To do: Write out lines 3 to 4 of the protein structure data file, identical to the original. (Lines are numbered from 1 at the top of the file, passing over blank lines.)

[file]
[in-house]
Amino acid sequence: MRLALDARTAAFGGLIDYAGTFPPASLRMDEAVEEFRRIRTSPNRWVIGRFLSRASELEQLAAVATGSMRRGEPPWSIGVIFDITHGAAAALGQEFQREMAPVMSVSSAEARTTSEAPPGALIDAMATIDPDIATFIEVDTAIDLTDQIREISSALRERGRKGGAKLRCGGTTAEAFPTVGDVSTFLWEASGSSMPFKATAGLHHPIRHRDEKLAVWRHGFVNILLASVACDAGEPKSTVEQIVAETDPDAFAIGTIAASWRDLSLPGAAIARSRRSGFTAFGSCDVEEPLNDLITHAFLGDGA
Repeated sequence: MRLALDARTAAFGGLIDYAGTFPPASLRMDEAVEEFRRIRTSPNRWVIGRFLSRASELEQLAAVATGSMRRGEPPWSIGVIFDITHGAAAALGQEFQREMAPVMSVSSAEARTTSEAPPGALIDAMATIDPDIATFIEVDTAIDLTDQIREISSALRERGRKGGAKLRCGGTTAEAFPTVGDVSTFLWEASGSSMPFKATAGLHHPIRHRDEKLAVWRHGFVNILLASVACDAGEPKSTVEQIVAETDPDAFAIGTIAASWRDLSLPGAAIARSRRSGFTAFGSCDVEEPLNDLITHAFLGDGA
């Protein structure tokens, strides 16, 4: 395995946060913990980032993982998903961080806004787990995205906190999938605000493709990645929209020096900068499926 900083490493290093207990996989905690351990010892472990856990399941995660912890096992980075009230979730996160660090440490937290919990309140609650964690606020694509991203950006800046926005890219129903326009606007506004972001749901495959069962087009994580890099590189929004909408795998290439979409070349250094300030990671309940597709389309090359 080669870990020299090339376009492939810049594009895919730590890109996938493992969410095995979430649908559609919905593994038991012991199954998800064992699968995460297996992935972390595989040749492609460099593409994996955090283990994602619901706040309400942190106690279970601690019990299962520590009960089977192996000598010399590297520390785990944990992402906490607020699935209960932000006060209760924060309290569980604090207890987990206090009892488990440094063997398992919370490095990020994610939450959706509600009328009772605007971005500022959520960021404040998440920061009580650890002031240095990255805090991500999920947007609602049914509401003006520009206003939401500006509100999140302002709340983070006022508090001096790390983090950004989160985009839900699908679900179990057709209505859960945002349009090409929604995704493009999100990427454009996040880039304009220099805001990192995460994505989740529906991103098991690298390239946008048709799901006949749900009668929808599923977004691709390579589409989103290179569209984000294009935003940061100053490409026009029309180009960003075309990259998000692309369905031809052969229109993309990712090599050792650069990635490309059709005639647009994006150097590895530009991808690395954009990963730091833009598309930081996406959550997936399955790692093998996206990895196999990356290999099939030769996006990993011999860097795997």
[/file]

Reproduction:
Repeated sequence: MRLALDARTAAFGGLIDYAGTFPPASLRMDEAVEEFRRIRTSPNRWVIGRFLSRASELEQLAAVATGSMRRGEPPWSIGVIFDITHGAAAALGQEFQREMAPVMSVSSAEARTTSEAPPGALIDAMATIDPDIATFIEVDTAIDLTDQIREISSALRERGRKGGAKLRCGGTTAEAFPTVGDVSTFLWEASGSSMPFKATAGLHHPIRHRDEKLAVWRHGFVNILLASVACDAGEPKSTVEQIVAETDPDAFAIGTIAASWRDLSLPGAAIARSRRSGFTAFGSCDVEEPLNDLITHAFLGDGA
């Protein structure tokens, strides 16, 4: 395995946060913990980032993982998903961080806004787990995205906190999938605000493709990645929209020096900068499926 900083490493290093207990996989905690351990010892472990856990399941995660912890096992980075009230979730996160660090440490937290919990309140609650964690606020694509991203950006800046926005890219129903326009606007506004972001749901495959069962087009994580890099590189929004909408795998290439979409070349250094300030990671309940597709389309090359 080669870990020299090339376009492939810049594009895919730590890109996938493992969410095995979430649908559609919905593994038991012991199954998800064992699968995460297996992935972390595989040749492609460099593409994996955090283990994602619901706040309400942190106690279970601690019990299962520590009960089977192996000598010399590297520390785990944990992402906490607020699935209960932000006060209760924060309290569980604090207890987990206090009892488990440094063997398992919370490095990020994610939450959706509600009328009772605007971005500022959520960021404040998440920061009580650890002031240095990255805090991500999920947007609602049914509401003006520009206003939401500006509100999140302002709340983070006022508090001096790390983090950004989160985009839900699908679900179990057709209505859960945002349009090409929604995704493009999100990427454009996040880039304009220099805001990192995460994505989740529906991103098991690298390239946008048709799901006949749900009668929808599923977004691709390579589409989103290179569209984000294009935003940061100053490409026009029309180009960003075309990259998000692309369905031809052969229109993309990712090599050792650069990635490309059709005639647009994006150097590895530009991808690395954009990963730091833009598309930081996406959550997936399955790692093998996206990895196999990356290999099939030769996006990993011999860097795997």